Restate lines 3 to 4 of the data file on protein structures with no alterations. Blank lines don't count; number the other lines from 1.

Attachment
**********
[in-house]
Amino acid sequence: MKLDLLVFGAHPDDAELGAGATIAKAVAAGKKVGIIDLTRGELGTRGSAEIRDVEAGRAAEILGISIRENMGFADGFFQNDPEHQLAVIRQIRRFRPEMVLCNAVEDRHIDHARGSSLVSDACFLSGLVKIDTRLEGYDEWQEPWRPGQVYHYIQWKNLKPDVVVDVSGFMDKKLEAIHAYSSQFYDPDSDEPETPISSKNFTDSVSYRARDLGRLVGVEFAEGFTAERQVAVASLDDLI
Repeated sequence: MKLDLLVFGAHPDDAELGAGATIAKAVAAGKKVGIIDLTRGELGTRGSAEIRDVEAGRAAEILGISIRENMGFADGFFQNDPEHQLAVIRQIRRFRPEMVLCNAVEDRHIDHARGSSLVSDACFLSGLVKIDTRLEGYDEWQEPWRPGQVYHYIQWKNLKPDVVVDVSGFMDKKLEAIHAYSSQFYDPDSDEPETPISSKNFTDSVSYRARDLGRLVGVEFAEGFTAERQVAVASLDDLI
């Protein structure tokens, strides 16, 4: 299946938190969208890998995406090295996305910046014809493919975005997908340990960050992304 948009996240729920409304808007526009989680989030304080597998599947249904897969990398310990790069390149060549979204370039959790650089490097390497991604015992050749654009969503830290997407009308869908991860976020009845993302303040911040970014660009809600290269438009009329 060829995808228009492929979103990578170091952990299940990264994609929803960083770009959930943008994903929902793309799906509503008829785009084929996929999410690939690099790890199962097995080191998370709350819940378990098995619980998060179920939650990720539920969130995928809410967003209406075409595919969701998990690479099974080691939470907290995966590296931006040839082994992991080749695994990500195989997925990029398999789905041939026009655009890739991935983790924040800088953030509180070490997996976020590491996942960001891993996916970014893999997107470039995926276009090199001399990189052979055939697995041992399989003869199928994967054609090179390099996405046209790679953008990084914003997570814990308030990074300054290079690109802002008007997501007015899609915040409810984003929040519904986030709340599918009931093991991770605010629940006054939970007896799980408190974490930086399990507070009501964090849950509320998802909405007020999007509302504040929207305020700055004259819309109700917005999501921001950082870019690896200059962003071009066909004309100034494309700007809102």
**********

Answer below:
Repeated sequence: MKLDLLVFGAHPDDAELGAGATIAKAVAAGKKVGIIDLTRGELGTRGSAEIRDVEAGRAAEILGISIRENMGFADGFFQNDPEHQLAVIRQIRRFRPEMVLCNAVEDRHIDHARGSSLVSDACFLSGLVKIDTRLEGYDEWQEPWRPGQVYHYIQWKNLKPDVVVDVSGFMDKKLEAIHAYSSQFYDPDSDEPETPISSKNFTDSVSYRARDLGRLVGVEFAEGFTAERQVAVASLDDLI
């Protein structure tokens, strides 16, 4: 299946938190969208890998995406090295996305910046014809493919975005997908340990960050992304 948009996240729920409304808007526009989680989030304080597998599947249904897969990398310990790069390149060549979204370039959790650089490097390497991604015992050749654009969503830290997407009308869908991860976020009845993302303040911040970014660009809600290269438009009329 060829995808228009492929979103990578170091952990299940990264994609929803960083770009959930943008994903929902793309799906509503008829785009084929996929999410690939690099790890199962097995080191998370709350819940378990098995619980998060179920939650990720539920969130995928809410967003209406075409595919969701998990690479099974080691939470907290995966590296931006040839082994992991080749695994990500195989997925990029398999789905041939026009655009890739991935983790924040800088953030509180070490997996976020590491996942960001891993996916970014893999997107470039995926276009090199001399990189052979055939697995041992399989003869199928994967054609090179390099996405046209790679953008990084914003997570814990308030990074300054290079690109802002008007997501007015899609915040409810984003929040519904986030709340599918009931093991991770605010629940006054939970007896799980408190974490930086399990507070009501964090849950509320998802909405007020999007509302504040929207305020700055004259819309109700917005999501921001950082870019690896200059962003071009066909004309100034494309700007809102």